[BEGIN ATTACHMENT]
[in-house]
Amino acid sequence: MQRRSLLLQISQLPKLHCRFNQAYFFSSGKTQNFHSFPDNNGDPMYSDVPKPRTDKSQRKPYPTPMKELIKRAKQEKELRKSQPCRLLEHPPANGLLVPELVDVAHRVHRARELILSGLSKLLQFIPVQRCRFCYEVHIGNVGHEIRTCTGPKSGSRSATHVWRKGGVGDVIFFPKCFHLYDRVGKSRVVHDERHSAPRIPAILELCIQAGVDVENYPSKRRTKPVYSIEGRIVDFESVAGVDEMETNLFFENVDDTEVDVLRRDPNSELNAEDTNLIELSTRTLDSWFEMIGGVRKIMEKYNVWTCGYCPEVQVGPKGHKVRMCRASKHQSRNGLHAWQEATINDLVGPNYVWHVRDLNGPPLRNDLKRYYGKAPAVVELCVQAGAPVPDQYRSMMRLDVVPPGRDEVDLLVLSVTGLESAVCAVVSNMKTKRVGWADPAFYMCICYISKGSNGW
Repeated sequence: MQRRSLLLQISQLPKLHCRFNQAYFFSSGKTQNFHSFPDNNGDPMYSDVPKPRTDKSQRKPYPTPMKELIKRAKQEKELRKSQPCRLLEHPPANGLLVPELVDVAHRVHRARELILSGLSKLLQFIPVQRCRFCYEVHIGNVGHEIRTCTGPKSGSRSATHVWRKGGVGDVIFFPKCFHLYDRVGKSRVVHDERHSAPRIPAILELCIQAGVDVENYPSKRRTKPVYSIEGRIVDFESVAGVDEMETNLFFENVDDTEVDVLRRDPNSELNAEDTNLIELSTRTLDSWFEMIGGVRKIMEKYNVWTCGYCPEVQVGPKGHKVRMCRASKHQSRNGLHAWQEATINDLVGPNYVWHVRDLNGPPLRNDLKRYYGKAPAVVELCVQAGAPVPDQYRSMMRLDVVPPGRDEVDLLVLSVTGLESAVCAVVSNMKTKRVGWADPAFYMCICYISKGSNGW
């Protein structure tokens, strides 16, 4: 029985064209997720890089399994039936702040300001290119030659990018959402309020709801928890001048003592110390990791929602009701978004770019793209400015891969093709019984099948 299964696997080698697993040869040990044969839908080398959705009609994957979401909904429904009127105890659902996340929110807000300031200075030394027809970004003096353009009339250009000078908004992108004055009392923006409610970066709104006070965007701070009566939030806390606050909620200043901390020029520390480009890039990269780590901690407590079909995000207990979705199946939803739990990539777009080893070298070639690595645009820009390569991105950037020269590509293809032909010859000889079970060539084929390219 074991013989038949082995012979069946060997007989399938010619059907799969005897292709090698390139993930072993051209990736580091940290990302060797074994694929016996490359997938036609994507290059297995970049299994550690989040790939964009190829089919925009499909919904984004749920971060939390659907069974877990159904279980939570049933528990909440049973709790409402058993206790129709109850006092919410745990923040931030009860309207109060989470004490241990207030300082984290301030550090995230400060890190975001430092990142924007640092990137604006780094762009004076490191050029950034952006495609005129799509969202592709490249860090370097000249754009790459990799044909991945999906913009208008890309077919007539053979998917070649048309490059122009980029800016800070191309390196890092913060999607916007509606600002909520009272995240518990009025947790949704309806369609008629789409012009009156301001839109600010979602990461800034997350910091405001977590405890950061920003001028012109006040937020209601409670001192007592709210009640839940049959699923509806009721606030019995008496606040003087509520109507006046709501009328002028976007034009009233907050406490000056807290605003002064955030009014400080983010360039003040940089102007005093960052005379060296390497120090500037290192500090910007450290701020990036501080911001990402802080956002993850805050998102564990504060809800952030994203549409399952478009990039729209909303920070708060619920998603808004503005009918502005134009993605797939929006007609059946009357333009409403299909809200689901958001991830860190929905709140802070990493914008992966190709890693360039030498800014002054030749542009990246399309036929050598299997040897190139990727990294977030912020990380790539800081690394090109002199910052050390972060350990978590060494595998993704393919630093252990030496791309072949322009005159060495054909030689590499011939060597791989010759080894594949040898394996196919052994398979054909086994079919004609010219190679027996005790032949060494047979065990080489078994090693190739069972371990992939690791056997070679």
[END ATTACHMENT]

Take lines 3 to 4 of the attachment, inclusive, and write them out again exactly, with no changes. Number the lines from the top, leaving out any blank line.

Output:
Repeated sequence: MQRRSLLLQISQLPKLHCRFNQAYFFSSGKTQNFHSFPDNNGDPMYSDVPKPRTDKSQRKPYPTPMKELIKRAKQEKELRKSQPCRLLEHPPANGLLVPELVDVAHRVHRARELILSGLSKLLQFIPVQRCRFCYEVHIGNVGHEIRTCTGPKSGSRSATHVWRKGGVGDVIFFPKCFHLYDRVGKSRVVHDERHSAPRIPAILELCIQAGVDVENYPSKRRTKPVYSIEGRIVDFESVAGVDEMETNLFFENVDDTEVDVLRRDPNSELNAEDTNLIELSTRTLDSWFEMIGGVRKIMEKYNVWTCGYCPEVQVGPKGHKVRMCRASKHQSRNGLHAWQEATINDLVGPNYVWHVRDLNGPPLRNDLKRYYGKAPAVVELCVQAGAPVPDQYRSMMRLDVVPPGRDEVDLLVLSVTGLESAVCAVVSNMKTKRVGWADPAFYMCICYISKGSNGW
């Protein structure tokens, strides 16, 4: 029985064209997720890089399994039936702040300001290119030659990018959402309020709801928890001048003592110390990791929602009701978004770019793209400015891969093709019984099948 299964696997080698697993040869040990044969839908080398959705009609994957979401909904429904009127105890659902996340929110807000300031200075030394027809970004003096353009009339250009000078908004992108004055009392923006409610970066709104006070965007701070009566939030806390606050909620200043901390020029520390480009890039990269780590901690407590079909995000207990979705199946939803739990990539777009080893070298070639690595645009820009390569991105950037020269590509293809032909010859000889079970060539084929390219 074991013989038949082995012979069946060997007989399938010619059907799969005897292709090698390139993930072993051209990736580091940290990302060797074994694929016996490359997938036609994507290059297995970049299994550690989040790939964009190829089919925009499909919904984004749920971060939390659907069974877990159904279980939570049933528990909440049973709790409402058993206790129709109850006092919410745990923040931030009860309207109060989470004490241990207030300082984290301030550090995230400060890190975001430092990142924007640092990137604006780094762009004076490191050029950034952006495609005129799509969202592709490249860090370097000249754009790459990799044909991945999906913009208008890309077919007539053979998917070649048309490059122009980029800016800070191309390196890092913060999607916007509606600002909520009272995240518990009025947790949704309806369609008629789409012009009156301001839109600010979602990461800034997350910091405001977590405890950061920003001028012109006040937020209601409670001192007592709210009640839940049959699923509806009721606030019995008496606040003087509520109507006046709501009328002028976007034009009233907050406490000056807290605003002064955030009014400080983010360039003040940089102007005093960052005379060296390497120090500037290192500090910007450290701020990036501080911001990402802080956002993850805050998102564990504060809800952030994203549409399952478009990039729209909303920070708060619920998603808004503005009918502005134009993605797939929006007609059946009357333009409403299909809200689901958001991830860190929905709140802070990493914008992966190709890693360039030498800014002054030749542009990246399309036929050598299997040897190139990727990294977030912020990380790539800081690394090109002199910052050390972060350990978590060494595998993704393919630093252990030496791309072949322009005159060495054909030689590499011939060597791989010759080894594949040898394996196919052994398979054909086994079919004609010219190679027996005790032949060494047979065990080489078994090693190739069972371990992939690791056997070679």